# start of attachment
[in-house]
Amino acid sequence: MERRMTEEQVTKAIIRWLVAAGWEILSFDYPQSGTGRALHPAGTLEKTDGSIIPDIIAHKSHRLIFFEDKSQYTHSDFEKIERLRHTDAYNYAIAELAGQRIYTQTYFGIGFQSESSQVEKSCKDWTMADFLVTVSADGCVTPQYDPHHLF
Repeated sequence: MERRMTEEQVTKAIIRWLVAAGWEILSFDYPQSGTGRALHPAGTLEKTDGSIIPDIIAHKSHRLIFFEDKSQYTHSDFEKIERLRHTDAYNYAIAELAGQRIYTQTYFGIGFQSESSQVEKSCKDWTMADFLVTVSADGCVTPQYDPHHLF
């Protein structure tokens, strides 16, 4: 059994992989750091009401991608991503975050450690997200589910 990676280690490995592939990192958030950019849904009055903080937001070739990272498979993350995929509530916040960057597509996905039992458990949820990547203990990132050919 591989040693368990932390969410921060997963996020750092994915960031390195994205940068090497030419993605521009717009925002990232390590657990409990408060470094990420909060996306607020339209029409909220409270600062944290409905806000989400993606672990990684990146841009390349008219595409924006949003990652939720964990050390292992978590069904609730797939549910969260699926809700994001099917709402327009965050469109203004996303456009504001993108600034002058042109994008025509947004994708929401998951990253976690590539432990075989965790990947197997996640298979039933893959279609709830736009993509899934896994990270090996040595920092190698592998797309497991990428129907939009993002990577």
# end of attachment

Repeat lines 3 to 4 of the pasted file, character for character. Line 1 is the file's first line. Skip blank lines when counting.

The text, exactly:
Repeated sequence: MERRMTEEQVTKAIIRWLVAAGWEILSFDYPQSGTGRALHPAGTLEKTDGSIIPDIIAHKSHRLIFFEDKSQYTHSDFEKIERLRHTDAYNYAIAELAGQRIYTQTYFGIGFQSESSQVEKSCKDWTMADFLVTVSADGCVTPQYDPHHLF
């Protein structure tokens, strides 16, 4: 059994992989750091009401991608991503975050450690997200589910 990676280690490995592939990192958030950019849904009055903080937001070739990272498979993350995929509530916040960057597509996905039992458990949820990547203990990132050919 591989040693368990932390969410921060997963996020750092994915960031390195994205940068090497030419993605521009717009925002990232390590657990409990408060470094990420909060996306607020339209029409909220409270600062944290409905806000989400993606672990990684990146841009390349008219595409924006949003990652939720964990050390292992978590069904609730797939549910969260699926809700994001099917709402327009965050469109203004996303456009504001993108600034002058042109994008025509947004994708929401998951990253976690590539432990075989965790990947197997996640298979039933893959279609709830736009993509899934896994990270090996040595920092190698592998797309497991990428129907939009993002990577």